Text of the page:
• Assyrian Pentecostal Church, Kermanshah - Kermanshah - 1955
  • St. Cyriacus (Mar Kuryakus) Church - Urmia - 18th century
  • Holy Mary (Mart Maryam) Church - Urmia - CharBakhsh - 5th century
  • Holy Gabriel (Mar Gabriel) Church - Urmia - Ordushahi - 19th century
  • St. Shalita (Mar Shalita) Church - Urmia - Shirabad - 19th century
  • St. Joseph (Mar Yozep) Church - Urmia - Shirabad - 1897
  • St. Sarkis (Mar Sargiz) Church - 5 km SW of Urmia - Seir - 5th century
  • Holy Zion (Mar Sehyon) Church - 8 km E of Urmia - Golpashan
  • St. George (Mar Gevargiz) Church - 8 km E of Urmia - Golpashan - 1905
  • Holy Mary (Mart Maryam) Church - 8 km E of Urmia - Golpashan
  • Sts. Peter-Paul (Mar Petros-Paulos) Church - 10 km E of Urmia - 8th century - believed to be built by Bukhtishu
  • Holy Mary (Mart Maryam) Church - 32 km E of Urmia - Mavana
  • St. Daniel (Mar Danial) Church - 25 km N of Urmia - Nazlu River - 5th century - destroyed in World War I, rebuilt
  • St. John (Mar Yokhanah) Church - 45 km N of Urmia - Jamalabad - 5th century
  • St. John (Mar Yokhanah) Church - 24 km N of Urmia - Adeh - 1901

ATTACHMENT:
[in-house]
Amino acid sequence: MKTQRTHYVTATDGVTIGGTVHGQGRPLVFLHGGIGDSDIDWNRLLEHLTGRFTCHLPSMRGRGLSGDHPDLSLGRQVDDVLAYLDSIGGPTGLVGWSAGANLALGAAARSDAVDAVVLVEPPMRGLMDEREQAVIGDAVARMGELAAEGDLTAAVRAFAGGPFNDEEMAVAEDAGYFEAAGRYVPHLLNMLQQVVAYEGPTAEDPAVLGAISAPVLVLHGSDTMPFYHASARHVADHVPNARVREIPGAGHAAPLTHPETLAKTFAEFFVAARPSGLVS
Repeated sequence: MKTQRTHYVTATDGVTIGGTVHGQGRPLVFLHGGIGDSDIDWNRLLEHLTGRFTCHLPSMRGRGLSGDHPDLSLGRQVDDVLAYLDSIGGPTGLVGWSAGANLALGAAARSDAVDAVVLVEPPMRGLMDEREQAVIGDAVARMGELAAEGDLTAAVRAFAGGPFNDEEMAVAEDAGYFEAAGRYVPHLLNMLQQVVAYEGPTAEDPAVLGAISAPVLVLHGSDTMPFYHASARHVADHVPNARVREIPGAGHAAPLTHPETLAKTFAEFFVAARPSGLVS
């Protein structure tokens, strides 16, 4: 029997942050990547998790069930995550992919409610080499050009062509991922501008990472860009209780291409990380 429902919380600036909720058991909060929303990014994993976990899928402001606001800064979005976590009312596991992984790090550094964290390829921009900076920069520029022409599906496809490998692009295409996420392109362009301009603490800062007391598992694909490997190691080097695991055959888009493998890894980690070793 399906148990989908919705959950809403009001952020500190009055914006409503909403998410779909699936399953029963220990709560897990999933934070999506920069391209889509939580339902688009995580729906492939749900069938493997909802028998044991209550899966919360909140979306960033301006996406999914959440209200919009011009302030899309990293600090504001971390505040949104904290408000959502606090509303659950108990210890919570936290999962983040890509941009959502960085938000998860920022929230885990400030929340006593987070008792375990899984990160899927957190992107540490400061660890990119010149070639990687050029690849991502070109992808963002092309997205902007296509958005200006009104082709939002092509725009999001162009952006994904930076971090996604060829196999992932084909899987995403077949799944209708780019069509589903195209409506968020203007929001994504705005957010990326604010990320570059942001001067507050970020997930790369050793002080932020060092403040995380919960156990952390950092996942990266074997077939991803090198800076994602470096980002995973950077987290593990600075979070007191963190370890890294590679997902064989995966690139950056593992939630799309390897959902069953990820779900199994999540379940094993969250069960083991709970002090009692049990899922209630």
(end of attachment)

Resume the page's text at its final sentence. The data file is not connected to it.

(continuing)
• St. Sabrisho (Mar Sabrisho) Church - 30 km N of Urmia - Mushiabad - 1880
  • St. George (Mar Gevargiz) Church - 35 km N of Urmia - Sopurghan - 1830
  • St. John (Mar Yokhanah) Church - 40 km N of Urmia - Gavilan - 5th century
  • St. John (Mar Yokhanah) Church - 40 km N of Urmia - Gavilan - 19th century
  • St. Thomas (Mar Toma) Church - 30 km W of Urmia - Balulan - 7th century
  • St. Cyriacus (Mar Kuryakus) Church - Salmas - Kohneshahr - 12th century
  • St. James (Mar Yakob) Church - Salmas - Kohneshahr - 19th century
  • St. Khinah (Mar Khinah) Church - Salmas - Sarna
  • Holy Mary (Mart Maryam) Church - Salmas - Savera
  • Vank - 2 km S of Salmas - Khosrowabad - 5th century - The Holy Cross of Jerusalem was kept here for a while.
  • St. Sarkis (Mar Sargiz) Church - 2 km S of Salmas - Khosrowabad - 1869
  • St. George (Mar Gevargiz) Church - 2 km S of Salmas - Khosrowabad - 1845
  • Church - 12 km SW of Salmas - Akhtekhaneh - 1890
  • St. Sarkis (Mar Sargiz) Church - 2 km S of Salmas - Khosrowabad - 1869
  • Holy Mary (Mart Maryam) Church - Sehna